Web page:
# Factorisation for Coprimes of Large Numbers - RSA

What is the current conventional algorithm used to calculate factors of large numbers in order to determine if they are coprimes, or if there is a way to do it without calculating factors, what would it be?

I'm creating RSA encryption for files and messages. I need to be able to find coprimes, but I run into the problem I encountered while trying to check if two large numbers are prime; I used the approach that I had for small numbers where I had to try and find any factors of the number, and if I couldn't I would declare it prime. Since my numbers are between 400 to 1024 bits in size, that wouldn't work and I modified my code to use primality tests instead. Now, I'm trying to calculate factors of large numbers to determine if they are coprimes, and I was wondering what the standard convention for doing so was. Would anyone happen to know?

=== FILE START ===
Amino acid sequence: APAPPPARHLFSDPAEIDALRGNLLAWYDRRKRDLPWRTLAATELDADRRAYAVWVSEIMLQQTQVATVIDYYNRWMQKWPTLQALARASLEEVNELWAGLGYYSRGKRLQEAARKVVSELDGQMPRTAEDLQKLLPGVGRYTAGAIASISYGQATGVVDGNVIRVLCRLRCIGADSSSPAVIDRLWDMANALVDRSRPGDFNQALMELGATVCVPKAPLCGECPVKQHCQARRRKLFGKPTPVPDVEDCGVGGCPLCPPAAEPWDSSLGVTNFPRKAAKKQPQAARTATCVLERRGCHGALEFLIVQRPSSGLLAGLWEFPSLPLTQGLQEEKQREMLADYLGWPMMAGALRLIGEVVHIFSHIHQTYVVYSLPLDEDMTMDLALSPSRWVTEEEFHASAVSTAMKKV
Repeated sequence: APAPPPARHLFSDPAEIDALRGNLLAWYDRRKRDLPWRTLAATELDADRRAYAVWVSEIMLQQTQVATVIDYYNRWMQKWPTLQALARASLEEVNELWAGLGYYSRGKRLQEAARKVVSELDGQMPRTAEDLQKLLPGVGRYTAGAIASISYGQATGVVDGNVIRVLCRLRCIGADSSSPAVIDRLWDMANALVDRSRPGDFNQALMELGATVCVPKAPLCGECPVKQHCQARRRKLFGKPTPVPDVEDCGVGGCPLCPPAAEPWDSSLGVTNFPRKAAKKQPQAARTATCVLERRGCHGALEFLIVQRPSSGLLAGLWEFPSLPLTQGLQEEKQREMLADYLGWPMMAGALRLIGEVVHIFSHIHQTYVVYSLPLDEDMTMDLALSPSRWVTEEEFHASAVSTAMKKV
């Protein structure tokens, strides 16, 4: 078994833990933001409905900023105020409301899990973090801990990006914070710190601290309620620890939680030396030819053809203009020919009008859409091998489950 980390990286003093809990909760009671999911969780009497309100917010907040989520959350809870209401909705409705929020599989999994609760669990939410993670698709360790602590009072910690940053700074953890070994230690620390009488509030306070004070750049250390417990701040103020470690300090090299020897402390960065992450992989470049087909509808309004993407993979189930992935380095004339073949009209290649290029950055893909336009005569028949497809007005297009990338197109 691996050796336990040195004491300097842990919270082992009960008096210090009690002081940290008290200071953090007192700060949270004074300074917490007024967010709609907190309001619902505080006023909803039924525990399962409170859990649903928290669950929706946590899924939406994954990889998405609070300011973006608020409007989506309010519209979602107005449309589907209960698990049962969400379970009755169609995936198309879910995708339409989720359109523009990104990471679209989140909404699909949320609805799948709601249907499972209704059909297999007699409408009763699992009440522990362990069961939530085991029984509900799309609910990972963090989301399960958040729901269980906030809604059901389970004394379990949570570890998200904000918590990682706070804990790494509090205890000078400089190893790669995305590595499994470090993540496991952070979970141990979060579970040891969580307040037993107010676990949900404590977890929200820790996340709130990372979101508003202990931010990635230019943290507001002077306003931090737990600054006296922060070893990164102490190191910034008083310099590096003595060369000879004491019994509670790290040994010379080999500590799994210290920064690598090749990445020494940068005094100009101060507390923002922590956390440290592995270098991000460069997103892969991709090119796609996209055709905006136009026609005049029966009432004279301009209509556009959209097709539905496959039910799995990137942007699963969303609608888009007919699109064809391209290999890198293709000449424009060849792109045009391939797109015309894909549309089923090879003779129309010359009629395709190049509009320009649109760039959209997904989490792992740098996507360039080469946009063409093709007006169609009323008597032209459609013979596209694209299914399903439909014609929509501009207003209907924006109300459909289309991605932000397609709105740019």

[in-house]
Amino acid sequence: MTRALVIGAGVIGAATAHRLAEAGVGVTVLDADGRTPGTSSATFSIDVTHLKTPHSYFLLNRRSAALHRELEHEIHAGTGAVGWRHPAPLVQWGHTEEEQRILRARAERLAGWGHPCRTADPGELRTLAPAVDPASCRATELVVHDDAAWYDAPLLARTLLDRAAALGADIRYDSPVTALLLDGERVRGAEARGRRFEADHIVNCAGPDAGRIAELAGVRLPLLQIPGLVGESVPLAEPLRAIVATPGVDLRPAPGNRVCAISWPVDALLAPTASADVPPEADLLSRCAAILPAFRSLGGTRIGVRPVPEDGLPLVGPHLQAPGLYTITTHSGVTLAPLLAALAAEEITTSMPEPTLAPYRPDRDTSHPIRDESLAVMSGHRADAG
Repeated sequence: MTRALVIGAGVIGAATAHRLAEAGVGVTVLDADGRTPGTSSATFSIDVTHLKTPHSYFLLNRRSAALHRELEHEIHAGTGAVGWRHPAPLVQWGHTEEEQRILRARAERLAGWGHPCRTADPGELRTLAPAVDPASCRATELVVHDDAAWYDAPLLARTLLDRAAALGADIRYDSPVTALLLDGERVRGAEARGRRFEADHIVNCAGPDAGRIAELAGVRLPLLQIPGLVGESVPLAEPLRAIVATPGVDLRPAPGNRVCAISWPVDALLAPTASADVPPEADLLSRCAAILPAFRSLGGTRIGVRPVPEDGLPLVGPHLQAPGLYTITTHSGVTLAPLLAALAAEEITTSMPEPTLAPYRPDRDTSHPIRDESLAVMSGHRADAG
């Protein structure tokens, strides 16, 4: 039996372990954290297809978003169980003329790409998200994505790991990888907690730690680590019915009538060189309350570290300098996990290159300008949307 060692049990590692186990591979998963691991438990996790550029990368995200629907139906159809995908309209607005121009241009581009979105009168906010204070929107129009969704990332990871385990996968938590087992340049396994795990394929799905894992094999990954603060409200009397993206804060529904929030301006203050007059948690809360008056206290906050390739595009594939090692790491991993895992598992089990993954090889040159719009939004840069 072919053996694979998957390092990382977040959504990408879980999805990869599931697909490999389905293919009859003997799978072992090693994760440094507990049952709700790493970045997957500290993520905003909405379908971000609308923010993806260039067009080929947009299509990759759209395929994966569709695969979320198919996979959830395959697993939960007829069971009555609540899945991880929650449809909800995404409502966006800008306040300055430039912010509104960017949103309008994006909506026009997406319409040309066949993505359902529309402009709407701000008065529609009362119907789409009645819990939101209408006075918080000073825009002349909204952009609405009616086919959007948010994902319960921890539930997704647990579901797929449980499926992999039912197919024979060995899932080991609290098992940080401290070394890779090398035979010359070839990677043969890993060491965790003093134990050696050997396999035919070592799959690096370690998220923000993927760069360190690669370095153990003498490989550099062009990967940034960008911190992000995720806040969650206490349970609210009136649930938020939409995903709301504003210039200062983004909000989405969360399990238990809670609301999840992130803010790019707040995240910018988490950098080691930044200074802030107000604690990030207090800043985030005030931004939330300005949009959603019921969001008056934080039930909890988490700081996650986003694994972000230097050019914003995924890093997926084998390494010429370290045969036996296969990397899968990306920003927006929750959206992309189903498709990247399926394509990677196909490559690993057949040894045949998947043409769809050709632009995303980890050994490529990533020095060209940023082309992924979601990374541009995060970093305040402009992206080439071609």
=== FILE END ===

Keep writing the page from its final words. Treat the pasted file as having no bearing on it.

(I was thinking of an approach where I run through small numbers, using simple divisibility rules, until I find a factor of $e$ and [another factor of] $(p-1)(q-1)$. I would then use that factor to keep dividing $e$ and $(p-1)(q-1)$ and add any factors I found in the process. (Helps if the number is even, huh?)

• Read this. – fkraiem Jan 2 '18 at 3:40

I assume that you're looking for a way to determine whether $e$ and $p-1$ (and $q-1$) are relatively prime. What we usually do is select a small $e$ (with 65537 being the canonical value); that way, all that is needed is to ensure that $p-1 \not\equiv 0 \pmod{65537}$ and $q-1 \not\equiv 0 \pmod{65537}$ (and this is sufficient because 65537 is prime). I personally find it convenient to make that one of the requirements when searching for $p$ and $q$.